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Chinese Solar Industry Goes Belly Up

One of the big arguments proponents of the ‘green jobs’ scam often bring out is that the argument that China, thanks to its support of green tech companies, will own the future while the United States is left behind.

Think again.  According to a report on Bloomberg, the Chinese solar power industry is on the ropes; massive over investment has run up against flat demand.  Margins have turned negative at some companies where solar panels can only be sold below cost.

“Demand has not lived up to expectations and pricing has collapsed over the last three quarters,” Aaron Chew, an analyst at Maxim Group LLC in New York, said today in an interview. “Most of the major cell, wafer and module manufacturers are poised to report four quarters in a row of losses and this is just the first one.”

The alternative energy market is still an artificial market; except for a handful of novelty customers rich enough to afford inefficient green tech, firms and households only choose green tech when subsidies bring the price within range or regulations force people to choose expensive green products.

Two years ago, when delusional greens thought they were on the way to a global carbon treaty, green tech looked hot.  But as that project collapsed under its own weight, the prospects for the green market withered.  The recession strengthened public opposition to expensive new green regulations, and the European financial crisis means that countries like Spain (which had a big alternative energy program) and Greece have no more budgetary room for frills.

Solar power has been touted as the next big thing since the 1970s.  After forty years of failure, it may be time to think about solar power the way people used to talk about Brazil:  it is the industry of the future — and always will be.

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  • Luke Lea

    “the Chinese solar power industry is on the ropes; massive over investment has run up against flat demand.”

    Typical error in a centrally planned economy. I think we under-estimate the importance of this old piece of Hayekian wisdom, at least when it comes to China: prices are information in a market economy. Without real markets you are flying blind. China is still a communist society we tend to forget. The consequences are predictable.

  • Mark

    I don’t know what’s going on with solar industry, but I know that solar power solved my energy efficiency problem.I was able to find correct and well researched instructions for creating a homemade solar power system.

    When all was finished and after a year of usage I noticed that my energy cost was reduced by 60%, which is pretty good. The cost for building the solar system was way lower than the publicly known cost. Companies charge too much for implementing such a system.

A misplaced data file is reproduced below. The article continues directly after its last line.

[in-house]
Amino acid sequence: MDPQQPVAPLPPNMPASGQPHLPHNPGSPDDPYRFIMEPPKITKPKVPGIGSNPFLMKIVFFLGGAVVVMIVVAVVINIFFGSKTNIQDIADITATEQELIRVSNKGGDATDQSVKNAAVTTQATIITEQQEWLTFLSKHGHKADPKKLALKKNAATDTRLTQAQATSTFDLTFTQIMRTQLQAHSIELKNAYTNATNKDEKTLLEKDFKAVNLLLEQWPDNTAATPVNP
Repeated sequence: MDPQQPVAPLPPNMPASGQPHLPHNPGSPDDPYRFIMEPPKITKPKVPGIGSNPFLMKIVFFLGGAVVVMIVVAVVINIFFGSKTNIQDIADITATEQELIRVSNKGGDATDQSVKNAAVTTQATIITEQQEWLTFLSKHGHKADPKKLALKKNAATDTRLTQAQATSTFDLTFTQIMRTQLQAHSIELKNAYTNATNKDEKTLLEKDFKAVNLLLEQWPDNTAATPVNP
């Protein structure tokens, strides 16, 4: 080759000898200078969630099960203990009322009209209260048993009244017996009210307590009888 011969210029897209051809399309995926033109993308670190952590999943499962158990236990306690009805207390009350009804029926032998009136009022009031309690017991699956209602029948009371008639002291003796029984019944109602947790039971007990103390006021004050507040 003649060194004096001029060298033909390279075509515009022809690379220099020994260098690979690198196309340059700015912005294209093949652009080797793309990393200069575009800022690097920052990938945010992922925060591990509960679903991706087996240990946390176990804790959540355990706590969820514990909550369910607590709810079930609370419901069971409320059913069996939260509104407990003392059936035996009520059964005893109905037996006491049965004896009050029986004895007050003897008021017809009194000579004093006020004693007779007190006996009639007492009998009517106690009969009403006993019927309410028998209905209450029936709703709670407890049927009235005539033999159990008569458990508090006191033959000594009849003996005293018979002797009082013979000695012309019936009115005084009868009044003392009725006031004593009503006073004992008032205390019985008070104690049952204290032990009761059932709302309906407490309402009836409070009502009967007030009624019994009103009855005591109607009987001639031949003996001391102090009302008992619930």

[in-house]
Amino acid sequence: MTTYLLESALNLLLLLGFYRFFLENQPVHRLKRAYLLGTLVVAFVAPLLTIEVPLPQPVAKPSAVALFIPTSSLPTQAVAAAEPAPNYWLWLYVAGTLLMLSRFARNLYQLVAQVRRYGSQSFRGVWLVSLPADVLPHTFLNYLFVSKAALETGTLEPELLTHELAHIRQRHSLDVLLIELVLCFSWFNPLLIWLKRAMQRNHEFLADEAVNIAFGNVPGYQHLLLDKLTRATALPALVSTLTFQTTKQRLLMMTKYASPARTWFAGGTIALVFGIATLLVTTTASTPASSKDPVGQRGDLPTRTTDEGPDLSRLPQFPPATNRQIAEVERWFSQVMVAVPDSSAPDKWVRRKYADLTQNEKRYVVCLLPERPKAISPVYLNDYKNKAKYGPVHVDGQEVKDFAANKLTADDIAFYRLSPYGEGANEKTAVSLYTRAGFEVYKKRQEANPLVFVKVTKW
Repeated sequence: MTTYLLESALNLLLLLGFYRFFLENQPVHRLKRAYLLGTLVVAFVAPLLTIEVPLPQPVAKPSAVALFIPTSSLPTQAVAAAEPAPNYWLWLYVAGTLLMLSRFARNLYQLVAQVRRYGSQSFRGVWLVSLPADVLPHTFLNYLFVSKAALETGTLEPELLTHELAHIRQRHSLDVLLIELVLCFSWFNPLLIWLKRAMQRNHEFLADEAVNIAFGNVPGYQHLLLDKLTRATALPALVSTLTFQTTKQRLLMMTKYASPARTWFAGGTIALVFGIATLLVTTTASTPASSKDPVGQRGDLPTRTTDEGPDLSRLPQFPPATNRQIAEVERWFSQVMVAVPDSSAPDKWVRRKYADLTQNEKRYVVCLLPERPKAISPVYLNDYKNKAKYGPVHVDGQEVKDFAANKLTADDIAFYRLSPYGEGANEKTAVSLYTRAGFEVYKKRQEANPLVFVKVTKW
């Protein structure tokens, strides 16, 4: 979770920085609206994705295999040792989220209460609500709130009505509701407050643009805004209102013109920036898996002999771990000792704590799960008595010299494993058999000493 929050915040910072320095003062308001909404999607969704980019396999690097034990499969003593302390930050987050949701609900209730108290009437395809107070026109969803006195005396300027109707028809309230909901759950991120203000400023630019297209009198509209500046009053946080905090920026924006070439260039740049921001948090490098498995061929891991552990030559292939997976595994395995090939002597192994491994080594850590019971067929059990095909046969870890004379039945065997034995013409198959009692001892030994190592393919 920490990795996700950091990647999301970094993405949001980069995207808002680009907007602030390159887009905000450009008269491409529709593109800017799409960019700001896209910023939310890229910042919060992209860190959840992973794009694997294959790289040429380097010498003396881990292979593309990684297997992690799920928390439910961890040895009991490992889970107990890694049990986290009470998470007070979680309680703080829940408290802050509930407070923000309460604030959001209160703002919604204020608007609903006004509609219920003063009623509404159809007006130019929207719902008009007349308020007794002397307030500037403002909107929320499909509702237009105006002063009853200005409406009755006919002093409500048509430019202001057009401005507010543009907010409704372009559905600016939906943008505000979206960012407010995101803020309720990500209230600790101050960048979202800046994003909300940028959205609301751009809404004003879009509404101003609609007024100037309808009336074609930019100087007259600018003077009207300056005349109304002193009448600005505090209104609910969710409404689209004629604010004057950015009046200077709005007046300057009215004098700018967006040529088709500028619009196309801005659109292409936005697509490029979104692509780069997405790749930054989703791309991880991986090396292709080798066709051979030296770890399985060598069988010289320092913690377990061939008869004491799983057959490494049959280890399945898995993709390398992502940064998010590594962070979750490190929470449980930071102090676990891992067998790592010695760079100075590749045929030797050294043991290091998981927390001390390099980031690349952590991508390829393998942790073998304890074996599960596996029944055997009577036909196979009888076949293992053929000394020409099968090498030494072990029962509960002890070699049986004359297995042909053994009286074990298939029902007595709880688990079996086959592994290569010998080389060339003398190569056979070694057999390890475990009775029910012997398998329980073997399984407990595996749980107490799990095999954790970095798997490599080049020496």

• Dale

    Mark says:
    November 26, 2011 at 5:36 am

    Whens your break even on investment/labor?

  • Corlyss

    @ Mark:

    Bully for you. I ain’t gonna do that. God invented Edison so I don’t have to scrabble about looking for an energy source sufficient to sustain me and mine. That’s the problem with all these boutique energy bubbles: they are fine for onesies and twosies but forget about large scale production and delivery. They never will be IMO without confiscating 100% of my income in taxes to support these otherwise inefficient and extremely finite options. I won’t have it. If I have to move out of the country, I won’t have it!

  • fiftyville

    Be careful, folks. Mark’s site is reported as a spam domain.

  • PacRim Jim

    When governments run industries, inefficiencies abound.
    Try capitalism and let market forces weed out the inefficient.

  • Harun

    Actually, China combines the best
    and worst of capitalism and central

    They get band wagon investments like
    crazy because there are so many subsidies
    and the like – hey I want to start a solaer
    firm, let’s get a billion from Wal Street
    without any working factory, then free
    land from some provincial government,
    some other subsidies and cheap loans,
    and voila we will make millions.

    The problem is 100 other people had the
    same idea and everyone loses money.

  • Chris

    Solar power has been touted as the next big thing since the 1970s.

    Absolutely right. I was going through some old teaching materials a few years ago and I found some reading comprehension passages and quizzes. The title of one unit was “Solar Power – The Energy of the Future”. The copyright year was 1977.

  • Jim.


    It’s worse than that, even. There’s an old Bell Labs educational filmstrip from maybe 1950 at the latest with a name like “Our Friend Mr. Sun”. It goes through a whole set of gee-whiz discoveries in the making, from bluegreen algae crude oil to solar power.

    Maybe we live in a world of accelerating change, maybe we don’t. (Winston Churchill’s view of American history puts the forty years of greatest change for America as being the decades from 1856 to 1896, and I’d be hard pressed to argue against that.) But what seems certain is, our view of “the future” is somehow awfully static. Strange.

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